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Darren Schueller

Game Credits

Programming/Engineering

Earth & Beyond (2002)   (Client Programmer)
NBA Live 2001 (2000)   (Software Engineers)
NBA Live 2000 (1999)   (Programming)
NBA Live 99 (1998)   (Programmers)
NBA Live 98 (1997)   (Programming)
NBA Live 97 (1996)   (Programming)
 

Audio

Need for Speed: High Stakes (1999)   (Voice Talents)
Need for Speed III: Hot Pursuit (1998)   (Voice Actors)
 

Quality Assurance

Star Trek: The Next Generation - "A Final Uni... (1995)   (Beta Testers)
 

Thanks

Need for Speed III: Hot Pursuit (1998)   (Special Thanks)
 


Developer Biography

Darren started programming at 11 years old, and had always dreamed of making games.

After working at an industrial scale company for 6 years, he then went to work for Advanced Gravis in 1994, writing sound driver and game controller applications. It wasn't quite games, but it was alot closer than scales.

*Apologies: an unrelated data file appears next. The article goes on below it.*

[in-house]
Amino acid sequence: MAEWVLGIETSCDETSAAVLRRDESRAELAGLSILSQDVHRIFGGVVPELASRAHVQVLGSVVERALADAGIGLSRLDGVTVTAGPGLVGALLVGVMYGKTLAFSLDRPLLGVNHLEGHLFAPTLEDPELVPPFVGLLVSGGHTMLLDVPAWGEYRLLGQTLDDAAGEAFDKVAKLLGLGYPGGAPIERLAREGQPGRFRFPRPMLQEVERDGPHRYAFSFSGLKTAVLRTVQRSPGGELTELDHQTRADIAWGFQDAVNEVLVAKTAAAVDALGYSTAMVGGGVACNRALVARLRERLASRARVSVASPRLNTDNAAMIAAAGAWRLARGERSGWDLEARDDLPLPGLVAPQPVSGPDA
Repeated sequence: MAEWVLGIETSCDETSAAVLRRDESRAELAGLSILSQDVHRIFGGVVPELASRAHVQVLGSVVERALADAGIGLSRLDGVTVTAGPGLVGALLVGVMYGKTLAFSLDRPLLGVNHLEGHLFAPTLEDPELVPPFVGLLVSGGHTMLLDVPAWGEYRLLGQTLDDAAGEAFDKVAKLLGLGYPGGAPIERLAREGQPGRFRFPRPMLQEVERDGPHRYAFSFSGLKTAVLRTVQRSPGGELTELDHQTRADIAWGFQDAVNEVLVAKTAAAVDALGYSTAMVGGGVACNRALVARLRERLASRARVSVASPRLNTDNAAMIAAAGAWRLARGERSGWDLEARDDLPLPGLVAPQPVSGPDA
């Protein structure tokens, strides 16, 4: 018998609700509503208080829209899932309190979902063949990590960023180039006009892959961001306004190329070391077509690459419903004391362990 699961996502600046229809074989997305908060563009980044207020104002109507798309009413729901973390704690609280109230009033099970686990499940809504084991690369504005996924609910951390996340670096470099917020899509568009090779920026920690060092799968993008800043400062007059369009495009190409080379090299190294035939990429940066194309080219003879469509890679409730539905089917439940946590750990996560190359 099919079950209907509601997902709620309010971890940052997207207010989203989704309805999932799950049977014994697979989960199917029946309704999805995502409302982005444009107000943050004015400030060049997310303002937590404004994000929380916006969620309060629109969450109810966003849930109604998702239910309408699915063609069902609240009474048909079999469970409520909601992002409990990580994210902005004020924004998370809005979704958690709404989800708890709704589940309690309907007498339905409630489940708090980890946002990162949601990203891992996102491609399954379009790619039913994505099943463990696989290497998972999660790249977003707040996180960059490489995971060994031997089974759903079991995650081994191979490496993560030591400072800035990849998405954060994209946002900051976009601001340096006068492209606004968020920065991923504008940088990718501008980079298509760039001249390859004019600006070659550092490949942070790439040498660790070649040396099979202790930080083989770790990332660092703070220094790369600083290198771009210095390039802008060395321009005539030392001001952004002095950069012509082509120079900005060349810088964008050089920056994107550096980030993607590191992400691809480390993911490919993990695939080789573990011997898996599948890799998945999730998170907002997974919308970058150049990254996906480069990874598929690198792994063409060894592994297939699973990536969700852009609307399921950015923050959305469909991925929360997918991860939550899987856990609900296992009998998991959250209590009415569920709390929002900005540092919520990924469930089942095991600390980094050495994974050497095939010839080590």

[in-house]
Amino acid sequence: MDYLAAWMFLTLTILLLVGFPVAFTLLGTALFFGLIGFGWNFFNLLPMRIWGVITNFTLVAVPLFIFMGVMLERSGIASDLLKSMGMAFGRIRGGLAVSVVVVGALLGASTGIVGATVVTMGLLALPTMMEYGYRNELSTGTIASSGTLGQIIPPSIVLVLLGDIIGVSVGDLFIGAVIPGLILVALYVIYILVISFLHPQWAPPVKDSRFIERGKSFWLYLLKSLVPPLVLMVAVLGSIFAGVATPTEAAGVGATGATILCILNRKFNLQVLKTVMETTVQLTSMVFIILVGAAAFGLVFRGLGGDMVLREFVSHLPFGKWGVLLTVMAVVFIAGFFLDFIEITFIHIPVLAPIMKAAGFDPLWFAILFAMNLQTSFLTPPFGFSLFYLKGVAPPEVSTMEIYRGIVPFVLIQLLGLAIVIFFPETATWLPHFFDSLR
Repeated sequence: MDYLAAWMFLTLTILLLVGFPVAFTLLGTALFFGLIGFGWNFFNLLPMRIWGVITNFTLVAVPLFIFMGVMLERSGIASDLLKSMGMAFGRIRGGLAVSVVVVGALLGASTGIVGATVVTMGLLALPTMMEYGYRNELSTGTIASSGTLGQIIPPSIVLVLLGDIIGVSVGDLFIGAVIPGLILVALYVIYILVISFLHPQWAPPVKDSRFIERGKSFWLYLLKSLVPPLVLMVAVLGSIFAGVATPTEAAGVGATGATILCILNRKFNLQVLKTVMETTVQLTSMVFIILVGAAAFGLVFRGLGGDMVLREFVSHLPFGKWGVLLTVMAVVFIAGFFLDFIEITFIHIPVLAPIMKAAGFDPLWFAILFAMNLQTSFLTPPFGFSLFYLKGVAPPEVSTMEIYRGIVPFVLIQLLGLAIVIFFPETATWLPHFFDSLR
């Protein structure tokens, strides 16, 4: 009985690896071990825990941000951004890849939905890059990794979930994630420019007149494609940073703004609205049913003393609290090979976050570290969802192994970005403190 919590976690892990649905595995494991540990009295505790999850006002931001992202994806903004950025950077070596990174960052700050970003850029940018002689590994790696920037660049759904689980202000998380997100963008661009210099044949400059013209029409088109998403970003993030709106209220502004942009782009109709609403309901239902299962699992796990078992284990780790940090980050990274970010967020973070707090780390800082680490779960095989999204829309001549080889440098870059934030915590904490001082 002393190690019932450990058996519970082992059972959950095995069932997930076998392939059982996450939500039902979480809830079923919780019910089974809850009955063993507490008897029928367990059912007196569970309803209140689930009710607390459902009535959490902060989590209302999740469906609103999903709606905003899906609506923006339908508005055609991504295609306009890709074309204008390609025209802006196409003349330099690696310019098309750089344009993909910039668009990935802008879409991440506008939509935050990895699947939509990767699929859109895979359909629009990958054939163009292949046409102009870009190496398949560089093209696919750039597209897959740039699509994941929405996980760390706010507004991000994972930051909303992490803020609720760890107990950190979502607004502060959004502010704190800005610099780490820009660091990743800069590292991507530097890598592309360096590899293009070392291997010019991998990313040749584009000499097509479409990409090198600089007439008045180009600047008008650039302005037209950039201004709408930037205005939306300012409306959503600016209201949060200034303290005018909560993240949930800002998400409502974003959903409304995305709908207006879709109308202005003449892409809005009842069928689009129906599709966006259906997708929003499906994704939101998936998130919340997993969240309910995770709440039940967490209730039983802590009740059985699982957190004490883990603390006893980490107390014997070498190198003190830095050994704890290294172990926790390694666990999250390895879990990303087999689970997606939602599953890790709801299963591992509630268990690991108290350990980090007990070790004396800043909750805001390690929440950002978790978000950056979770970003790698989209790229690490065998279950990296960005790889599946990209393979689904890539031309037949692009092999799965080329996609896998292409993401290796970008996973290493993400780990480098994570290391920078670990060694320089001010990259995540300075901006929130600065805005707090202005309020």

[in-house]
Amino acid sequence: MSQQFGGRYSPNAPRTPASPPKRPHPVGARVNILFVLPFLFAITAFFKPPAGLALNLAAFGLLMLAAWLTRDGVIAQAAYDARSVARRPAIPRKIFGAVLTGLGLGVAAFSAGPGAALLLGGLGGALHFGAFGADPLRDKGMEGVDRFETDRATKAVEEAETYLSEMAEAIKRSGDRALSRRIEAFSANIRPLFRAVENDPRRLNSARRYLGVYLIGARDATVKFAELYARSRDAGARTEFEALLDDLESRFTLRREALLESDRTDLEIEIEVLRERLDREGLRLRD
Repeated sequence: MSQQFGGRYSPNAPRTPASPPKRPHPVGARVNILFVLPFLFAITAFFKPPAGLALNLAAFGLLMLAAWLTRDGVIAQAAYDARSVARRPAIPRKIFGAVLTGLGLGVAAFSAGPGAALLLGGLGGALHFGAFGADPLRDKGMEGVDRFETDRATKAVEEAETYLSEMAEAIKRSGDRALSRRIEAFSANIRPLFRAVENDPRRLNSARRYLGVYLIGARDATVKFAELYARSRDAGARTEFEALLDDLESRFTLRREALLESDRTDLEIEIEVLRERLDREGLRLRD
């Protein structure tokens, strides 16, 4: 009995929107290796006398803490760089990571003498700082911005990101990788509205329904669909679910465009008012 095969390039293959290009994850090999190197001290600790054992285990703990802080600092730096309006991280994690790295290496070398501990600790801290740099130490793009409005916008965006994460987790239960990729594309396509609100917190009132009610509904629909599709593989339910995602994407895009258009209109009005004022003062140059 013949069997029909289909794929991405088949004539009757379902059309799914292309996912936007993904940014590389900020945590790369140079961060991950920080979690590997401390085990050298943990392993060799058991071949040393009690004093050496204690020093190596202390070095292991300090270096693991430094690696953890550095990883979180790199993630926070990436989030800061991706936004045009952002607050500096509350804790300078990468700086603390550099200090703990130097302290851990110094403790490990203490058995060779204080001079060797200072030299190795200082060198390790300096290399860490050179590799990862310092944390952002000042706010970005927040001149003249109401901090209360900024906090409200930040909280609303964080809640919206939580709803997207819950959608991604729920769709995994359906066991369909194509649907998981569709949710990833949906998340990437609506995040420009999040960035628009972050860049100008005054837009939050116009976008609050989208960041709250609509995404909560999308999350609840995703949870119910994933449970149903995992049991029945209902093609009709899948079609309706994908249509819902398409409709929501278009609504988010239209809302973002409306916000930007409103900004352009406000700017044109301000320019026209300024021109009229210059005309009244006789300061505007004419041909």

After working for Gravis for about two years, he finally ended up at Electronic Arts in 1996, where he started as a frontend engineer on NBA Live 97. He worked on the NBA Live series for 5 iterations of the product, up to and including NBA Live 2001. He had a blast, and made many friends.

He decided he wanted more "online" experience, so he moved to San Diego and worked for EA.COM for a while. It was an amazing opportunity and he had a great time...until EA closed the studio. When that happened, he transferred to Westwood Studios in Las Vegas to help ship "Earth And Beyond" and eventually ended up leaving EA after the Westwood studio was closed.

Darren then joined NTN Buzztime, a company that makes games for the bar and restaurant market. There, he started as a Senior Software Engineer, and after 5 years ended up as Chief Architect. Though the work was fun and challenging, the Southern California lifestyle didn't fit.

That's when he decided to move his family to Austin, TX, where the pace of life is slower, the cost of living lower, and there's a great game-development community. Ironically enough, he ended up back at EA, working in the POGO casual games division. It quickly became evident that POGO was on the fast-track to implosion (by EA standards), so he jumped ship and landed at Multimedia Games, making Casino Slot machines.

Last updated: Aug 14, 2009